Is Your Bed Making You Fat?


Fork and knife on bed

I used to get a solid eight hours of sleep and would do everything in my power to protect this sacred practice. Then Finn came into my life and along with him, many months of five hours of sleep, maybe six. I got so accustomed to it that even after he starting sleeping through the night (his ten-month birthday present to me), I would wake at least twice, my body anticipating his cries, toss for fifteen minutes and go back to sleep – until he stirred my body from its poorly rested state at 6 a.m.

During those nights, I would often wander into the kitchen, snack on dried mangos or open a new bag of ginger cookies. During the days, pasta was the preferred meal and on more than one occasion I sought comfort in the corner pizza joint. I’m convinced the only way I managed to not gain twenty pounds was from the continuous picking up and carrying around of a twenty-pound infant.

Turns out that getting a full night’s uninterrupted sleep is one of the strongest factors in eating well. Sleep loss causes changes in the brain that make you crave high calorie food and weakens your willpower to resist them. The amygdala (which governs the desire for food) shows increased activity and the frontal lobe (which regulates decision making) shows decreased activity.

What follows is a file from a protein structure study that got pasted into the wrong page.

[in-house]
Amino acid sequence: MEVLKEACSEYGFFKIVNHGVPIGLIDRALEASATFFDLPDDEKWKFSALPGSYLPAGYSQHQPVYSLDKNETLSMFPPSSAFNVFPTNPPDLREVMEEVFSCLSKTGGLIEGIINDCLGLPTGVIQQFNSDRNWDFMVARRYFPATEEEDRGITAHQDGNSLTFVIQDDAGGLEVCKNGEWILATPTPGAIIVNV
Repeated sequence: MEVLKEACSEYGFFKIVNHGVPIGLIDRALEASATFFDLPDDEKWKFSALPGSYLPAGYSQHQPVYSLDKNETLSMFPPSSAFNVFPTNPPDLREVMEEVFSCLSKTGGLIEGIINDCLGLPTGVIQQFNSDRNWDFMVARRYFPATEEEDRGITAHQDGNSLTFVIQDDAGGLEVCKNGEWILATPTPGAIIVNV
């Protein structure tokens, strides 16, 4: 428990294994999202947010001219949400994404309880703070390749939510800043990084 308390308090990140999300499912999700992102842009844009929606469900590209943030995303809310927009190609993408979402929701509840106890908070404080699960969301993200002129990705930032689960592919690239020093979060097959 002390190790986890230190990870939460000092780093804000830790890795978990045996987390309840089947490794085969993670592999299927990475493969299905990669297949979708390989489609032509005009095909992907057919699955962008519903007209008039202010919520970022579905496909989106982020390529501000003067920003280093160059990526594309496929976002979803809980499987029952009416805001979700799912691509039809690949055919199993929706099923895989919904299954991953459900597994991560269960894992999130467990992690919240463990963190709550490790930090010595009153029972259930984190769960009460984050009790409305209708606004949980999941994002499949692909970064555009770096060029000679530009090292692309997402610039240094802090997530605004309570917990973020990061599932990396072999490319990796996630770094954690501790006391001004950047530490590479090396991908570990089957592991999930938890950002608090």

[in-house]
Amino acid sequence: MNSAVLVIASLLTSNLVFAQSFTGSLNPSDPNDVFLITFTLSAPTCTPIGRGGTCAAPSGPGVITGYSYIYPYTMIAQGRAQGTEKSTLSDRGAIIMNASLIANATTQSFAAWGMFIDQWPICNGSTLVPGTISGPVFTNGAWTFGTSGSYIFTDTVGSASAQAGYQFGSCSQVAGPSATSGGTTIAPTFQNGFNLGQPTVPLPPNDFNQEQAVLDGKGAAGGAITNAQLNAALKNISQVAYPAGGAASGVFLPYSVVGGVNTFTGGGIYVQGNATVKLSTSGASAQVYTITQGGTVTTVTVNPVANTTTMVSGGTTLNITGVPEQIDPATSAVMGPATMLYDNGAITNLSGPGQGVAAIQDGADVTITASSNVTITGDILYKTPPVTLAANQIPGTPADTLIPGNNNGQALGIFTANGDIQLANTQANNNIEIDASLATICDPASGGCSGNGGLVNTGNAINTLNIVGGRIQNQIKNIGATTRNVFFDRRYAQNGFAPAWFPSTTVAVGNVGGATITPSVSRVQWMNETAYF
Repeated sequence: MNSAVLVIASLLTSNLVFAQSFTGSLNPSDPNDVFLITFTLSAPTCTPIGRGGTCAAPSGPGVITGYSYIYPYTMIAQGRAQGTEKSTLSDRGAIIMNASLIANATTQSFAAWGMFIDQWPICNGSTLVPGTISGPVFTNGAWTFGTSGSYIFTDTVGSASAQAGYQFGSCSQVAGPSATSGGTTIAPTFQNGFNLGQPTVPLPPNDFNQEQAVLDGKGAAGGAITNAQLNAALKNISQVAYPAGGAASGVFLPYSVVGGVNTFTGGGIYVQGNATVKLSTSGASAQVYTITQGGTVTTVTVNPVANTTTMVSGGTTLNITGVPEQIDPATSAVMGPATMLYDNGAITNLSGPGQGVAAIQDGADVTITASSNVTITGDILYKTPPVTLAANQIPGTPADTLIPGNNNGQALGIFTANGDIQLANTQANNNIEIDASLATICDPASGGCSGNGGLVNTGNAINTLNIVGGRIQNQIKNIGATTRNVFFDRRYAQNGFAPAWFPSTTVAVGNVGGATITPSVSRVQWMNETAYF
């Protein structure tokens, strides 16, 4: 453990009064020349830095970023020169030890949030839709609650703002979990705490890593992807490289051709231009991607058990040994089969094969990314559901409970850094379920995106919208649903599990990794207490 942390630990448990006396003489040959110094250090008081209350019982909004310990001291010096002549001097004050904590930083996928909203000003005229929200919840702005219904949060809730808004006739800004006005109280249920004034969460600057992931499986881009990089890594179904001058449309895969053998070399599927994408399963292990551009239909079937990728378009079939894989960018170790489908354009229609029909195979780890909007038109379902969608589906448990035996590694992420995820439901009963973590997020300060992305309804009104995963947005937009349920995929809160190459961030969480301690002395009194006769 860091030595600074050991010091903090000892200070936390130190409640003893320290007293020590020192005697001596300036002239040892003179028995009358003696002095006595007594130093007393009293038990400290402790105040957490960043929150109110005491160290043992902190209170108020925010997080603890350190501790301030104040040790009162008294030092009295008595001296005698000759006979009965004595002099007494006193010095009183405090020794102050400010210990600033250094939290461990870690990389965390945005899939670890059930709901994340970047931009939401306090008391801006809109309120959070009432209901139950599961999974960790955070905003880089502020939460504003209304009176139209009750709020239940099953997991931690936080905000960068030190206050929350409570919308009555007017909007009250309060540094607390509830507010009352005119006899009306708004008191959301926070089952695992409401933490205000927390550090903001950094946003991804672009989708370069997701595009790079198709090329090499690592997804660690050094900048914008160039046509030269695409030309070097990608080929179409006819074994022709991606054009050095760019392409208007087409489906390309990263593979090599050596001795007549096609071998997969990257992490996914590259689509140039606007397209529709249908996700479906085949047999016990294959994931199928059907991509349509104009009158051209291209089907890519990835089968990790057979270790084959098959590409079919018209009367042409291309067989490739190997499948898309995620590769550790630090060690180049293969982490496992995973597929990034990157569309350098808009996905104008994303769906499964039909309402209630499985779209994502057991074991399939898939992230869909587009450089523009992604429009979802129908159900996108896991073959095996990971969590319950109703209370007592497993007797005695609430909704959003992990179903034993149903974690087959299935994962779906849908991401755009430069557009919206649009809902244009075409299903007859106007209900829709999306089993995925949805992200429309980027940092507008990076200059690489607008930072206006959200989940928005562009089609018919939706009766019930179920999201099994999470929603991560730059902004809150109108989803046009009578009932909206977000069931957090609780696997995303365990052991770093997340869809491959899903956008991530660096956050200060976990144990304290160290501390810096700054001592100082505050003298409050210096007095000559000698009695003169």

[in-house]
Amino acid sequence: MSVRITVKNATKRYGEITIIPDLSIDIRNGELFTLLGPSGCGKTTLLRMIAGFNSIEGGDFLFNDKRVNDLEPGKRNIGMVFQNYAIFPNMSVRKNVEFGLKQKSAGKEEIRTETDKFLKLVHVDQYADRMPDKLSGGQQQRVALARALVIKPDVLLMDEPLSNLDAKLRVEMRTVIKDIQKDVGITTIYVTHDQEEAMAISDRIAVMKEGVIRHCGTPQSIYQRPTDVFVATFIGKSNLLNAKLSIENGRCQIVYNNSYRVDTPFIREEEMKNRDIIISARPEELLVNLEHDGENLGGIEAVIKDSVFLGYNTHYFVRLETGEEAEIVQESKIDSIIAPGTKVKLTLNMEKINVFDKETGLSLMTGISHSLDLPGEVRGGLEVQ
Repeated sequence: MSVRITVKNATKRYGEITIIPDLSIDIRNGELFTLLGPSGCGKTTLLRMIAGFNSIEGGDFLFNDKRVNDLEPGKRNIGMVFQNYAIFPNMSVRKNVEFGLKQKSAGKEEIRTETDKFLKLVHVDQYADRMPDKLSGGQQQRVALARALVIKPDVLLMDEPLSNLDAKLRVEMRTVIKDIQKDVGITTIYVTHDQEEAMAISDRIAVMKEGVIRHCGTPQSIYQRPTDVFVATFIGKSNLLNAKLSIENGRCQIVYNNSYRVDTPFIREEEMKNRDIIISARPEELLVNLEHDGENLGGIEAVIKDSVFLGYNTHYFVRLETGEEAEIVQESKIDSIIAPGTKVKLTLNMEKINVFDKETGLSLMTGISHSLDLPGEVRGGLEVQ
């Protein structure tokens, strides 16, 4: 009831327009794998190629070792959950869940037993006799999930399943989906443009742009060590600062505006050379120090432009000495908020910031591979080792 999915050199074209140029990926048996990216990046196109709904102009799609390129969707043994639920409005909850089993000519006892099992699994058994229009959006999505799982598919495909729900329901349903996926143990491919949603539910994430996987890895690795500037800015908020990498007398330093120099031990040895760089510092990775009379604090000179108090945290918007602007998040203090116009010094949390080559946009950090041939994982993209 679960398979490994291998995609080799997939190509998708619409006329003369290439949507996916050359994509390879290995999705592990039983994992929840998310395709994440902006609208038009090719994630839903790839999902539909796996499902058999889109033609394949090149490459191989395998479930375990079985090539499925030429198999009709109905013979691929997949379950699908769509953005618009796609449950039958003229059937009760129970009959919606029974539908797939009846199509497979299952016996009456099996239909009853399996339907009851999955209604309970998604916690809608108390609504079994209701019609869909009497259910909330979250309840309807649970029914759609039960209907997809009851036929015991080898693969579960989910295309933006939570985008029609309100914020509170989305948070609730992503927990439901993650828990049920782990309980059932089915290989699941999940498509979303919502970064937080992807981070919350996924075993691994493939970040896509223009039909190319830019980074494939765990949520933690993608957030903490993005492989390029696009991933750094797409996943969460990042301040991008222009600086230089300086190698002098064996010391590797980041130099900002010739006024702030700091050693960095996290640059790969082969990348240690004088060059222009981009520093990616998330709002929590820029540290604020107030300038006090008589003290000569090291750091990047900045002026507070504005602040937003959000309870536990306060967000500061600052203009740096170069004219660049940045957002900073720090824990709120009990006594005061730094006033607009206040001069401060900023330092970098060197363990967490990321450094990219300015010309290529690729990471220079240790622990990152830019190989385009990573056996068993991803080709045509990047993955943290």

So this fall, rather than just blaming my bed, I’m starting a complete review of ALL the practices and habits that have not served me well and am doing a makeover. Here are a few of them:

Earlier bedtime: If I can be in bed by 10:30 p.m., my 6 a.m. human alarm will not feel quite so jarring.

Wearing ear plugs: I now swear by them and find the nights I don’t wear them, I am 100% more likely to wake during the night to anything from the sound of Finn turning over to a bug hitting its head on the window.

Making food in advance and freezing it: There is nothing that will send you to the cereal box faster than an empty fridge. One of the easiest foods to freeze and reheat is quiche which I freeze by the slice.

Planning out a recipe BEFORE buying the ingredients: I find that when I buy random ingredients that I THINK I might use, 80% of the time, they wait for me on the fridge shelf, slowly wilting and drifting off to a slow vegetable death. If I have the recipe planned in advance and know HOW I’ll use the ingredients, I use them.

No dinner after 7 p.m.: This can be a tricky one as it’s often not until Finn’s asleep that I have the energy or desire to fuel myself, but I’ve found a strong correlation with how fit and healthy I feel, and how late I’ve eaten.

Cleaning out the cluttered cupboards: Start with the kitchen, and keep going all the way into the bedroom and hallway. I find that creating a clean, uncluttered home gives me a renewed sense of order in ALL manners of my life – including how and what I eat.

Any habits you’re going to break or new habits you’re adding this fall?

Michelle photoBe well!

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